Spray paint outside. It’s the easiest for me, I can do it the fastest. Plus, I just love to be outside. Whether it’s illegal or not, I’d rather be outside any day.
Let’s talk about your limited edition prints and the one I like best with the phrase, “Right Where You’re Supposed To Be.” Care to elaborate on that a bit?
Alot of my titles are reflective of that, “Where you are, what you’re doing.” It’s pretty simple. You’re always where you’re supposed to be. There’s alot of people, myself included, you know you panic trying to do whatever you’re doing to get somewhere else. People get distracted, get off course. You gotta accept where you are. You’re there for a reason. It’s not luck. You build yourself like a pyramid.
I love the name of your site. Where did you come up with the name The Shift Change?
At the time I was making my website, it was a time where my life was changing. It changed alot… really fast, really good. It was obvious to me that I was going through a life change, and I stepped back and embraced it. When things start happening fast, it can be overwhelming, but you gotta embrace it. It’s like surfing, you gotta ride it. People are negligent of opportunity. It knocks, and either they don’t know or for whatever reason, they’re not aware. The Shift Change is about knowing that things are turning. I don’t think your life should be like a circle and repeat. It should keep moving.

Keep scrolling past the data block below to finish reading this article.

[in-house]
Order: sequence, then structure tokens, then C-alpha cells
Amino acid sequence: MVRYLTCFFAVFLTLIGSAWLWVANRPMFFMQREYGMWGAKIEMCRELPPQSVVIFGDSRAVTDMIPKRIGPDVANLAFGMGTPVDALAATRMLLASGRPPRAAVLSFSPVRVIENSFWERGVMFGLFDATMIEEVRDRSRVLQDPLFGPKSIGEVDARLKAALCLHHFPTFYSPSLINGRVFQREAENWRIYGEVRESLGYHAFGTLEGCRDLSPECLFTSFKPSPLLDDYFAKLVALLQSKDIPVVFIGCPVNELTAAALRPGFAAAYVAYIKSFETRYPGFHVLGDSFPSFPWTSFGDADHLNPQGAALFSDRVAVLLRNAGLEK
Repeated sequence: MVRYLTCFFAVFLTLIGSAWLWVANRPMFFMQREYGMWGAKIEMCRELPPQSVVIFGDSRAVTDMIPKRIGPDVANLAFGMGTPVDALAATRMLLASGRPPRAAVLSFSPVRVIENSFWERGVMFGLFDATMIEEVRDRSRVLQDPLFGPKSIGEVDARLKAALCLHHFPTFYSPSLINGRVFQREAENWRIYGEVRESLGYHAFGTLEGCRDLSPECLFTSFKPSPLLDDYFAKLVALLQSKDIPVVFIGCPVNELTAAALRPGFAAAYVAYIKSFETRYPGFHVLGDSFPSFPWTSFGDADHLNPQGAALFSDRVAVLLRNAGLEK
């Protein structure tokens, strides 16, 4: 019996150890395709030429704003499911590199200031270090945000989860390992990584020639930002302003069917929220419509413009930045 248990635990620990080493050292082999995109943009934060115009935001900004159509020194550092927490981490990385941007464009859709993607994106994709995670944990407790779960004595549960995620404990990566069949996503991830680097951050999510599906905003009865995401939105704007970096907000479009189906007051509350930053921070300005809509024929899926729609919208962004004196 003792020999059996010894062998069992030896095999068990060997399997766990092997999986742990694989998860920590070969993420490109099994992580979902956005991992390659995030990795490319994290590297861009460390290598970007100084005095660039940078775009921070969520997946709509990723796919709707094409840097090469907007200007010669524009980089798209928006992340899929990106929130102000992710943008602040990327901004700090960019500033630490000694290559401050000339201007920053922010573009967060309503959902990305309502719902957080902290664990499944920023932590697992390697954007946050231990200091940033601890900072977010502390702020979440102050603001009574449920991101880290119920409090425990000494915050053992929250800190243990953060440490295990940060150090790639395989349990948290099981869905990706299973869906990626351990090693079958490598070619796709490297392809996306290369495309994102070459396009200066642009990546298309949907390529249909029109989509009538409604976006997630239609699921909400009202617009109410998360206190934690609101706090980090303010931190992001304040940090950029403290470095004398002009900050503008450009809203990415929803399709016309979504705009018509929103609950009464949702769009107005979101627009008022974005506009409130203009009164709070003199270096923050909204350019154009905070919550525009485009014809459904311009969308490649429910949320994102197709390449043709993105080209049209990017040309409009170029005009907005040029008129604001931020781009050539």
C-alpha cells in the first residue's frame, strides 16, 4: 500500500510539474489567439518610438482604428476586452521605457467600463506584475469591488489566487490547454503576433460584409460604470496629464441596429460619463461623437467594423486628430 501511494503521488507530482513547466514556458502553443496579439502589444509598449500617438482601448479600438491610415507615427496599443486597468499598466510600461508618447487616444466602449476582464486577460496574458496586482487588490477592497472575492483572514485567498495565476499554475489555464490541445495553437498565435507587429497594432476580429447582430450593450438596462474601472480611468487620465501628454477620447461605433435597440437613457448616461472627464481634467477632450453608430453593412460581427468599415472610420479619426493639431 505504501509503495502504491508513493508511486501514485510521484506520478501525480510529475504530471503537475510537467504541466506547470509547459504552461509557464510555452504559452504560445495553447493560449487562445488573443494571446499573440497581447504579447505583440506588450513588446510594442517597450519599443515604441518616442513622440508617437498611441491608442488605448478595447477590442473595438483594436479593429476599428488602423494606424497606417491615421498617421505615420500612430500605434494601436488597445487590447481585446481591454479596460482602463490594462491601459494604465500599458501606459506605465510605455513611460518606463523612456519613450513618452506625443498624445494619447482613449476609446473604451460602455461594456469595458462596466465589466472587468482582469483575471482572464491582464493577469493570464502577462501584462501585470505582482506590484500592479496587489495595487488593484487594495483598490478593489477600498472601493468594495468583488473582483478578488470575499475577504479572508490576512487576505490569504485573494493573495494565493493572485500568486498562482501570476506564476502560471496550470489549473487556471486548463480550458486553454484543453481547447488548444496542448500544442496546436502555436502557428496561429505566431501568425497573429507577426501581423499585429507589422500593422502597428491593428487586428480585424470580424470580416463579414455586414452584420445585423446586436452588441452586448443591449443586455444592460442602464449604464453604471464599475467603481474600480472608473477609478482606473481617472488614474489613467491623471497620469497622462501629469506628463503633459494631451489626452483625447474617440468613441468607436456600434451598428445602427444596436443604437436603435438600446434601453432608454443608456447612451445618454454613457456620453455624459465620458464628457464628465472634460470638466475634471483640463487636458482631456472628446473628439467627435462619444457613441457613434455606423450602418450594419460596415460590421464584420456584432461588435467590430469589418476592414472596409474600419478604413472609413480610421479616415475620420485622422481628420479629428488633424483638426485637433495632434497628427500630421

Do you hope to inspire people to do that sort of thing: think outside their box, get outside their comfort zone, try new things, or is it more of a personal tip?
It’s both. When people see that name or when I meet people who’ve read it (The Shift Change) and know what that is, that’s awesome for me, because then I know that they understand the lens that I’m looking through. That makes me feel good, you know? We see the world through similar eyes. I hope people think about it, or at least it’s a flag that says, “Please Think About Stuff” (Aaaaaand the title for this piece is born. Thank you. We have a good laugh, and I have to refocus on the task at hand: asking the next question)